The airplane featured on these pages is a 1974 112A owned by Sven Faret of Plainview, New York. Faret elected to keep the original paint scheme when the airplane was repainted in 1984. N1182J has been modified with the Hot-Shot turbo/intercooler conversion from RCM Normalizing Inc. of Big Piney, Wyoming (307/276-3386). A turbonormalized engine cannot make more than 30 inches of manifold pressure at sea level. However, through the use of a manual wastegate, the pilot can recover lost manifold pressure as the airplane climbs.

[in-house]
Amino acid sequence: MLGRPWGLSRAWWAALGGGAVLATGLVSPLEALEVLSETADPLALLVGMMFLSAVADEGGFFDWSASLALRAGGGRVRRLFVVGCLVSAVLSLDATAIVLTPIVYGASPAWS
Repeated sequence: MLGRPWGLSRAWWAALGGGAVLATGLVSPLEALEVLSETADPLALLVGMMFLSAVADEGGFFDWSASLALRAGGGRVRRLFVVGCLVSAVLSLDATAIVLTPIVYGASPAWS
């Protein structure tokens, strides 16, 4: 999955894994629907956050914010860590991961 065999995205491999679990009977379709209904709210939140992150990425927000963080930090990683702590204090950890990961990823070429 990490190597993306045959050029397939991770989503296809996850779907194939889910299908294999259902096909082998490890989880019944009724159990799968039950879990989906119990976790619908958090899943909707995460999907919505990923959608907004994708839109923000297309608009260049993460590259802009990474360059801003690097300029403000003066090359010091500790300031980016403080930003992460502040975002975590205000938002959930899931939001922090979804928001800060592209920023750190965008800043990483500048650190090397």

The turbo installation and several other modifications that Faret has completed over the years have created what has to be one of the most well-equipped—and heaviest—112As in the fleet. N1182J's empty weight of 1,949 pounds is about 100 pounds higher than that of most 112As. Extensive use of insulation and sound-deadening material as well as stainless-steel fuel lines account for the majority of the added weight. The result of the insulation, however, is an extremely quiet airplane, a trait that the 112 design wasn't known for. Riders in N1182J would be comfortable without headsets. Faret calls his 112A a great two-place cross-country airplane. He admits to taking out the rear seats to gain 35 pounds of useful load and enough room to carry the kitchen sink.